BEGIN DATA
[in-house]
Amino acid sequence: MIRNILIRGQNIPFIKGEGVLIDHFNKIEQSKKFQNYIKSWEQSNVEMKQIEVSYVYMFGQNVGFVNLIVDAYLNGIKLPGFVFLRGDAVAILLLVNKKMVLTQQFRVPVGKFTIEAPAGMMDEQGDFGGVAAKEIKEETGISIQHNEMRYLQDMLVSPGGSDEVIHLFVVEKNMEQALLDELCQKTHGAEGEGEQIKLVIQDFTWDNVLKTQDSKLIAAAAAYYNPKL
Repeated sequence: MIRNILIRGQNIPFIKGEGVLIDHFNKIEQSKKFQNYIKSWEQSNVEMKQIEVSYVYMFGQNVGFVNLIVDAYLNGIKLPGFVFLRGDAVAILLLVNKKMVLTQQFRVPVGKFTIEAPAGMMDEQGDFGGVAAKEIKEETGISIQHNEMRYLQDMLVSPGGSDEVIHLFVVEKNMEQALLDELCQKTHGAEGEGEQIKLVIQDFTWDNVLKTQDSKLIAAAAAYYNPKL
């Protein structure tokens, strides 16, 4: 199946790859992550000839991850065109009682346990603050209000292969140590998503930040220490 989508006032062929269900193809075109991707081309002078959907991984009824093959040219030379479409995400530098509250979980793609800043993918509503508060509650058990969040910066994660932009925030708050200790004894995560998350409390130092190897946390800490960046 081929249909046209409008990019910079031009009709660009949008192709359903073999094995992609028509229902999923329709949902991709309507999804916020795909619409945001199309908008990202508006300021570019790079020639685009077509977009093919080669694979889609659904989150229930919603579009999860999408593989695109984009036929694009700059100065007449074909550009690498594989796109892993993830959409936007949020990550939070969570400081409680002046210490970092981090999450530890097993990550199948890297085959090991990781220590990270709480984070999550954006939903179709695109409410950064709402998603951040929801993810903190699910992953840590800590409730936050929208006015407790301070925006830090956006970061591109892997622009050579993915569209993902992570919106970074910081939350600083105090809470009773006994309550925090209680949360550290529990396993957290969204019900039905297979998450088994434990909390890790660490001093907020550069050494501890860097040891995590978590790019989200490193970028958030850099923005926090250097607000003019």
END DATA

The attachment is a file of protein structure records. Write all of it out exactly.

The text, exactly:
[in-house]
Amino acid sequence: MIRNILIRGQNIPFIKGEGVLIDHFNKIEQSKKFQNYIKSWEQSNVEMKQIEVSYVYMFGQNVGFVNLIVDAYLNGIKLPGFVFLRGDAVAILLLVNKKMVLTQQFRVPVGKFTIEAPAGMMDEQGDFGGVAAKEIKEETGISIQHNEMRYLQDMLVSPGGSDEVIHLFVVEKNMEQALLDELCQKTHGAEGEGEQIKLVIQDFTWDNVLKTQDSKLIAAAAAYYNPKL
Repeated sequence: MIRNILIRGQNIPFIKGEGVLIDHFNKIEQSKKFQNYIKSWEQSNVEMKQIEVSYVYMFGQNVGFVNLIVDAYLNGIKLPGFVFLRGDAVAILLLVNKKMVLTQQFRVPVGKFTIEAPAGMMDEQGDFGGVAAKEIKEETGISIQHNEMRYLQDMLVSPGGSDEVIHLFVVEKNMEQALLDELCQKTHGAEGEGEQIKLVIQDFTWDNVLKTQDSKLIAAAAAYYNPKL
């Protein structure tokens, strides 16, 4: 199946790859992550000839991850065109009682346990603050209000292969140590998503930040220490 989508006032062929269900193809075109991707081309002078959907991984009824093959040219030379479409995400530098509250979980793609800043993918509503508060509650058990969040910066994660932009925030708050200790004894995560998350409390130092190897946390800490960046 081929249909046209409008990019910079031009009709660009949008192709359903073999094995992609028509229902999923329709949902991709309507999804916020795909619409945001199309908008990202508006300021570019790079020639685009077509977009093919080669694979889609659904989150229930919603579009999860999408593989695109984009036929694009700059100065007449074909550009690498594989796109892993993830959409936007949020990550939070969570400081409680002046210490970092981090999450530890097993990550199948890297085959090991990781220590990270709480984070999550954006939903179709695109409410950064709402998603951040929801993810903190699910992953840590800590409730936050929208006015407790301070925006830090956006970061591109892997622009050579993915569209993902992570919106970074910081939350600083105090809470009773006994309550925090209680949360550290529990396993957290969204019900039905297979998450088994434990909390890790660490001093907020550069050494501890860097040891995590978590790019989200490193970028958030850099923005926090250097607000003019």